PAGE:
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Tourism regains number one export status

December 24, 2015 Business News No Comments Print Print Email Email

As the record-breaking summer season gets into full swing, latest figures show that tourism has surpassed dairy and is once again New Zealand’s number one export earner.

Chris Roberts

Chris Roberts

Using the latest Statistics New Zealand data, TIA estimates the value of international tourism has reached $13.5 billion.[1] The official measurement of the value of international tourism includes the estimated spend by all international visitors while here (excluding students studying for more than 12 months) plus airfares.

This puts the industry ahead of dairy, with Statistics New Zealand export data for the year ended September 2015 showing that annual dairy exports (milk powder, butter, cheese, casein and caseinates) totalled $13.0 billion.

TIA Chief Executive Chris Roberts says tourism and dairy have been far and away New Zealand’s leading export earners for a long time.

“Tourism was number one from the late nineties until 2010. Dairy then had its boom but is now experiencing a pullback.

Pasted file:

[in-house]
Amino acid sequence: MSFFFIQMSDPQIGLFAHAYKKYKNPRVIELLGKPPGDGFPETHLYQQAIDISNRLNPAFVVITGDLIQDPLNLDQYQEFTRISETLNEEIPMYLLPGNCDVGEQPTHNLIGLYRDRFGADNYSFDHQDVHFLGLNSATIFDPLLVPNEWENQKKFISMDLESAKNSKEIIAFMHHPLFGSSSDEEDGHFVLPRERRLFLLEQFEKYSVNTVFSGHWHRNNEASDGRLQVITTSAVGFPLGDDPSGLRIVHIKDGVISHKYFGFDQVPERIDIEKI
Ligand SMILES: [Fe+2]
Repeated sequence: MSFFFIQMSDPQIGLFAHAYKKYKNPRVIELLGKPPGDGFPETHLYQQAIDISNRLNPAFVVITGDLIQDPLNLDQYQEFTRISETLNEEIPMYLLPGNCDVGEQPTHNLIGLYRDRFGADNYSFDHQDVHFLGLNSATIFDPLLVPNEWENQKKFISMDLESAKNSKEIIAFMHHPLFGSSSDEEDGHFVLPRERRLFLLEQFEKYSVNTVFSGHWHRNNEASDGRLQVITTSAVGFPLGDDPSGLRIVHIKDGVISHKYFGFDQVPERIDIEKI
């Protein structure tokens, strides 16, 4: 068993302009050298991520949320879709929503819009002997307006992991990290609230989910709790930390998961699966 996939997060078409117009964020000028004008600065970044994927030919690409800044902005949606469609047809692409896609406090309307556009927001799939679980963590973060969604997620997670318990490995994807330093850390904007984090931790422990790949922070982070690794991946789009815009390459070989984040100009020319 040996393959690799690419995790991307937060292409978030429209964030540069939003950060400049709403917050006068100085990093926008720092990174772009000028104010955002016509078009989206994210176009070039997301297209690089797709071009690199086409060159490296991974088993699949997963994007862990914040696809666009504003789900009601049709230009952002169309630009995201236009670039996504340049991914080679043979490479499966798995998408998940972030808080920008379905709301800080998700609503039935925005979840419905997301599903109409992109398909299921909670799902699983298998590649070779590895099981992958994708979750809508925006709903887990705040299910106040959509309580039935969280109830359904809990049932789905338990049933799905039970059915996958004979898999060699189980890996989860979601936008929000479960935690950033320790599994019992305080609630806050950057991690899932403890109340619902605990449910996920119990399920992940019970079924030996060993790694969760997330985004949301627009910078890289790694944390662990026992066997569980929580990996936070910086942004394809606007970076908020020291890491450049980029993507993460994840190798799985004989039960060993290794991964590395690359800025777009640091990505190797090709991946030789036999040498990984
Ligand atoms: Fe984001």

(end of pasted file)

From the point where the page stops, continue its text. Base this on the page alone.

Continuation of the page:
“Both industries are vital to New Zealand’s economic wellbeing but with the recent dramatic growth in international visitor spend, we are pleased that tourism is having an increasingly important role.”

Mr Roberts says tourism is currently making the largest contribution to the Government’s Business Growth Agenda goal of increasing the value of total exports to 40% of GDP.

“The current upswing began in early 2013 and since then tourism export earnings have grown by over 40%.

“We have every reason to expect the upward trajectory to continue through 2016, particularly given the multitude of new air services being introduced, the lower New Zealand dollar, relatively cheap fuel prices and strong marketing campaigns. We look forward to working with the Government in the new year, to ensure tourism keeps growing sustainably.”

The tourism industry set itself a big goal with the Tourism 2025 growth framework – an industry worth $41 billion by 2025 – but as we head into 2016, it looks very achievable, Mr Roberts says.

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